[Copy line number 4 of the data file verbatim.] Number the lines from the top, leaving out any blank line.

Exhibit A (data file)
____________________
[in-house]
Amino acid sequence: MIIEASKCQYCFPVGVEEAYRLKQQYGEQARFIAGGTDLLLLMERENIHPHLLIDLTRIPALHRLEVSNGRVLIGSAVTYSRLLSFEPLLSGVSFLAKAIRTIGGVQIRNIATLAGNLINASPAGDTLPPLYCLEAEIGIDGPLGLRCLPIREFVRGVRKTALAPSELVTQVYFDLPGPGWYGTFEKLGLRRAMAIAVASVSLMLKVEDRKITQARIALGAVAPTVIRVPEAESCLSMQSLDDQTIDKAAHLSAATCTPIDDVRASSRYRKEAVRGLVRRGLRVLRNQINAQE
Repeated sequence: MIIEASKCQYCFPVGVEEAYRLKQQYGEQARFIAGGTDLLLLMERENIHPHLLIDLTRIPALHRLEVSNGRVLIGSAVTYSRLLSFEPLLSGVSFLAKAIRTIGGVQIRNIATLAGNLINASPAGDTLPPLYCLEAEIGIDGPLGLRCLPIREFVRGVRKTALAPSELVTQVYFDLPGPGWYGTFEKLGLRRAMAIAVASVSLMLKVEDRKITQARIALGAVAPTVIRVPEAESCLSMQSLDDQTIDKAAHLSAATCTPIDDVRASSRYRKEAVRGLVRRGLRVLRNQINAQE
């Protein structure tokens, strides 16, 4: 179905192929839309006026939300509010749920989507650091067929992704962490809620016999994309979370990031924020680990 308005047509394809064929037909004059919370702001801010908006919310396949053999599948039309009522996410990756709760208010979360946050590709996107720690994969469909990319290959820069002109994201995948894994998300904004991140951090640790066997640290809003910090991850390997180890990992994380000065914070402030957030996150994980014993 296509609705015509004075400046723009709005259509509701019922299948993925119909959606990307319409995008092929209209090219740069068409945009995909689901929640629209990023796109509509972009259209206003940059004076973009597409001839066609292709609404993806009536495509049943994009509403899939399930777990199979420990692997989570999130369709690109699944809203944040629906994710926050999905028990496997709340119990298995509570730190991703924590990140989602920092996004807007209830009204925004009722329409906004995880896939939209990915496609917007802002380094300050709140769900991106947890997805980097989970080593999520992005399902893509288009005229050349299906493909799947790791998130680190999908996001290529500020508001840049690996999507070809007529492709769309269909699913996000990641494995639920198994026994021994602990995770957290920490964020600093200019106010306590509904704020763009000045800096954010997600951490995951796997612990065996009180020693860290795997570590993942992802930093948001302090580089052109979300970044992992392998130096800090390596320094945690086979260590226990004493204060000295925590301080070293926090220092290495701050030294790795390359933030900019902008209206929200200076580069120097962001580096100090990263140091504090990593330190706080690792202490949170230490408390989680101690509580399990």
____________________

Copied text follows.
């Protein structure tokens, strides 16, 4: 179905192929839309006026939300509010749920989507650091067929992704962490809620016999994309979370990031924020680990 308005047509394809064929037909004059919370702001801010908006919310396949053999599948039309009522996410990756709760208010979360946050590709996107720690994969469909990319290959820069002109994201995948894994998300904004991140951090640790066997640290809003910090991850390997180890990992994380000065914070402030957030996150994980014993 296509609705015509004075400046723009709005259509509701019922299948993925119909959606990307319409995008092929209209090219740069068409945009995909689901929640629209990023796109509509972009259209206003940059004076973009597409001839066609292709609404993806009536495509049943994009509403899939399930777990199979420990692997989570999130369709690109699944809203944040629906994710926050999905028990496997709340119990298995509570730190991703924590990140989602920092996004807007209830009204925004009722329409906004995880896939939209990915496609917007802002380094300050709140769900991106947890997805980097989970080593999520992005399902893509288009005229050349299906493909799947790791998130680190999908996001290529500020508001840049690996999507070809007529492709769309269909699913996000990641494995639920198994026994021994602990995770957290920490964020600093200019106010306590509904704020763009000045800096954010997600951490995951796997612990065996009180020693860290795997570590993942992802930093948001302090580089052109979300970044992992392998130096800090390596320094945690086979260590226990004493204060000295925590301080070293926090220092290495701050030294790795390359933030900019902008209206929200200076580069120097962001580096100090990263140091504090990593330190706080690792202490949170230490408390989680101690509580399990």